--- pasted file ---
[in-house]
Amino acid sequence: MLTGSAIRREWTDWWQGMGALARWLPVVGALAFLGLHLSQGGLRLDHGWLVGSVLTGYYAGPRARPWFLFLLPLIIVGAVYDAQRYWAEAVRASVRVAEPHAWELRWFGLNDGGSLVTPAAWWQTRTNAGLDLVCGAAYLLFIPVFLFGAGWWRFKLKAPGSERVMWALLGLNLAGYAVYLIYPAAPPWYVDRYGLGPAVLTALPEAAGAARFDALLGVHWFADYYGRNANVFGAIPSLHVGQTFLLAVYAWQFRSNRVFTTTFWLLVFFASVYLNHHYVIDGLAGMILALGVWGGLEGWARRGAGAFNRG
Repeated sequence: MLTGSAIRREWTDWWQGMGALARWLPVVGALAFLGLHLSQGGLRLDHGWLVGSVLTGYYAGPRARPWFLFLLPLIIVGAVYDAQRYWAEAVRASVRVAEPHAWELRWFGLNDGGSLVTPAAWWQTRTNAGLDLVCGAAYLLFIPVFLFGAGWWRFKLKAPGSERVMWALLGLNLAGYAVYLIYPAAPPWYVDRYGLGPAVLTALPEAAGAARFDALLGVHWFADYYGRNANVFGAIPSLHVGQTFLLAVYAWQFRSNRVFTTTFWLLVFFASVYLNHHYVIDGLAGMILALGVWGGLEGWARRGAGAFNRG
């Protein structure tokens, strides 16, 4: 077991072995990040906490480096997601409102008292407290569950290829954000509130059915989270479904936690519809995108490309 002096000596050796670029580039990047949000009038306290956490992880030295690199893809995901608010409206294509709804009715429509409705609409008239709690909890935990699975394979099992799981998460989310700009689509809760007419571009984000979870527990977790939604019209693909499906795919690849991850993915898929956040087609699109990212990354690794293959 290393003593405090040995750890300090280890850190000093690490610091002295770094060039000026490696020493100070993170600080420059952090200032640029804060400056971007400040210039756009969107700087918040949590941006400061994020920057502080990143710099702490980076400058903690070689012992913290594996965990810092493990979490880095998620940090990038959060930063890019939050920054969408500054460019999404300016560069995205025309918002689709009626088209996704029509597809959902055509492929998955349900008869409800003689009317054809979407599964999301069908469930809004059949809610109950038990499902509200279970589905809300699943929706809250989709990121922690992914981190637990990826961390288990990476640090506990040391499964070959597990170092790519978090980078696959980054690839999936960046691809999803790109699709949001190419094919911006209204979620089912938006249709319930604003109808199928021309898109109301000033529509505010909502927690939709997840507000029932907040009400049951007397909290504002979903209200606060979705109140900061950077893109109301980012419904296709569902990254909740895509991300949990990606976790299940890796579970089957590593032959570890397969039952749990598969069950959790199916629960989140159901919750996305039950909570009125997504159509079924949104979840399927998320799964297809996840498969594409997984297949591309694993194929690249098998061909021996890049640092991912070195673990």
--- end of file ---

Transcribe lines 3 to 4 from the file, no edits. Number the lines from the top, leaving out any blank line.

Repeated sequence: MLTGSAIRREWTDWWQGMGALARWLPVVGALAFLGLHLSQGGLRLDHGWLVGSVLTGYYAGPRARPWFLFLLPLIIVGAVYDAQRYWAEAVRASVRVAEPHAWELRWFGLNDGGSLVTPAAWWQTRTNAGLDLVCGAAYLLFIPVFLFGAGWWRFKLKAPGSERVMWALLGLNLAGYAVYLIYPAAPPWYVDRYGLGPAVLTALPEAAGAARFDALLGVHWFADYYGRNANVFGAIPSLHVGQTFLLAVYAWQFRSNRVFTTTFWLLVFFASVYLNHHYVIDGLAGMILALGVWGGLEGWARRGAGAFNRG
């Protein structure tokens, strides 16, 4: 077991072995990040906490480096997601409102008292407290569950290829954000509130059915989270479904936690519809995108490309 002096000596050796670029580039990047949000009038306290956490992880030295690199893809995901608010409206294509709804009715429509409705609409008239709690909890935990699975394979099992799981998460989310700009689509809760007419571009984000979870527990977790939604019209693909499906795919690849991850993915898929956040087609699109990212990354690794293959 290393003593405090040995750890300090280890850190000093690490610091002295770094060039000026490696020493100070993170600080420059952090200032640029804060400056971007400040210039756009969107700087918040949590941006400061994020920057502080990143710099702490980076400058903690070689012992913290594996965990810092493990979490880095998620940090990038959060930063890019939050920054969408500054460019999404300016560069995205025309918002689709009626088209996704029509597809959902055509492929998955349900008869409800003689009317054809979407599964999301069908469930809004059949809610109950038990499902509200279970589905809300699943929706809250989709990121922690992914981190637990990826961390288990990476640090506990040391499964070959597990170092790519978090980078696959980054690839999936960046691809999803790109699709949001190419094919911006209204979620089912938006249709319930604003109808199928021309898109109301000033529509505010909502927690939709997840507000029932907040009400049951007397909290504002979903209200606060979705109140900061950077893109109301980012419904296709569902990254909740895509991300949990990606976790299940890796579970089957590593032959570890397969039952749990598969069950959790199916629960989140159901919750996305039950909570009125997504159509079924949104979840399927998320799964297809996840498969594409997984297949591309694993194929690249098998061909021996890049640092991912070195673990």